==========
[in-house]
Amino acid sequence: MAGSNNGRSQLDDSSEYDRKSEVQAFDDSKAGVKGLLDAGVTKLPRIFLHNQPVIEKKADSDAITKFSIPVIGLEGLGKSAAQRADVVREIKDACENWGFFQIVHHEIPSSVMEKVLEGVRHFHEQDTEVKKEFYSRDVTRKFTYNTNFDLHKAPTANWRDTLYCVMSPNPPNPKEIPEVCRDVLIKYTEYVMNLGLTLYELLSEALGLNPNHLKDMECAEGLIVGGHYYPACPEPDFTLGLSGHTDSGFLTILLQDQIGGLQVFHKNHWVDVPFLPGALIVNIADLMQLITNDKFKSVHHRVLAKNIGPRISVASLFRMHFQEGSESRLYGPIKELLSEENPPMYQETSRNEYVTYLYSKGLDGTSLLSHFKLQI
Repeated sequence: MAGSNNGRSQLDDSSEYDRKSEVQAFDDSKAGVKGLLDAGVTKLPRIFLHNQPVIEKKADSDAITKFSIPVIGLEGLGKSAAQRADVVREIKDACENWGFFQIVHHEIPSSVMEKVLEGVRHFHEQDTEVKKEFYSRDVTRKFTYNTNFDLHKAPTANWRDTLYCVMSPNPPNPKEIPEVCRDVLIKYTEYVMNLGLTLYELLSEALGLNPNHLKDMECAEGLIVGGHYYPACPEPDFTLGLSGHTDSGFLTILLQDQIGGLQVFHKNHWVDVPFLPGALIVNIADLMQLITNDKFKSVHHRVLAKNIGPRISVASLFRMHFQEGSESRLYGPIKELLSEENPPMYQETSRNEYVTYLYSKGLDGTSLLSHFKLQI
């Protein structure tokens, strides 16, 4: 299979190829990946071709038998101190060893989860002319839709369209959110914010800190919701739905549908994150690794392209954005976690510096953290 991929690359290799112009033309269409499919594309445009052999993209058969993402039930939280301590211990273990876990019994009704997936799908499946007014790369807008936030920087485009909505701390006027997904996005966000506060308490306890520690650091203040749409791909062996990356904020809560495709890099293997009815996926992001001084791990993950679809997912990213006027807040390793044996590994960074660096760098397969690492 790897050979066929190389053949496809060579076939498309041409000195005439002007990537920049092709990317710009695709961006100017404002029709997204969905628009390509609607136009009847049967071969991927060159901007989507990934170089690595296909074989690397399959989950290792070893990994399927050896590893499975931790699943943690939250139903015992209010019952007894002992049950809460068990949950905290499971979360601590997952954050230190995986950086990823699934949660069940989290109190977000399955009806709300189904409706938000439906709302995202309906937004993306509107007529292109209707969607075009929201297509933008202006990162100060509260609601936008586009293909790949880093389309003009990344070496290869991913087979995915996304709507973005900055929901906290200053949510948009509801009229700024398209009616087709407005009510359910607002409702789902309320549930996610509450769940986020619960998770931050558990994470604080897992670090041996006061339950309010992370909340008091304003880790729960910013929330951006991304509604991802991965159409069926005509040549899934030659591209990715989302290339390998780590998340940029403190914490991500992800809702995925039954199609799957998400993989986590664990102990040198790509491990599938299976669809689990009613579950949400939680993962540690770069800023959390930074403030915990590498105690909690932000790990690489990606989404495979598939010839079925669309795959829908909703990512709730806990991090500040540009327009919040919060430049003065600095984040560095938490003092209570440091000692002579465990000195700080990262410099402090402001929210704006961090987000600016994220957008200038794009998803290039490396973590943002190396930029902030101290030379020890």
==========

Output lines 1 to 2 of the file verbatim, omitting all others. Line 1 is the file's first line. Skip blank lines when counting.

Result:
[in-house]
Amino acid sequence: MAGSNNGRSQLDDSSEYDRKSEVQAFDDSKAGVKGLLDAGVTKLPRIFLHNQPVIEKKADSDAITKFSIPVIGLEGLGKSAAQRADVVREIKDACENWGFFQIVHHEIPSSVMEKVLEGVRHFHEQDTEVKKEFYSRDVTRKFTYNTNFDLHKAPTANWRDTLYCVMSPNPPNPKEIPEVCRDVLIKYTEYVMNLGLTLYELLSEALGLNPNHLKDMECAEGLIVGGHYYPACPEPDFTLGLSGHTDSGFLTILLQDQIGGLQVFHKNHWVDVPFLPGALIVNIADLMQLITNDKFKSVHHRVLAKNIGPRISVASLFRMHFQEGSESRLYGPIKELLSEENPPMYQETSRNEYVTYLYSKGLDGTSLLSHFKLQI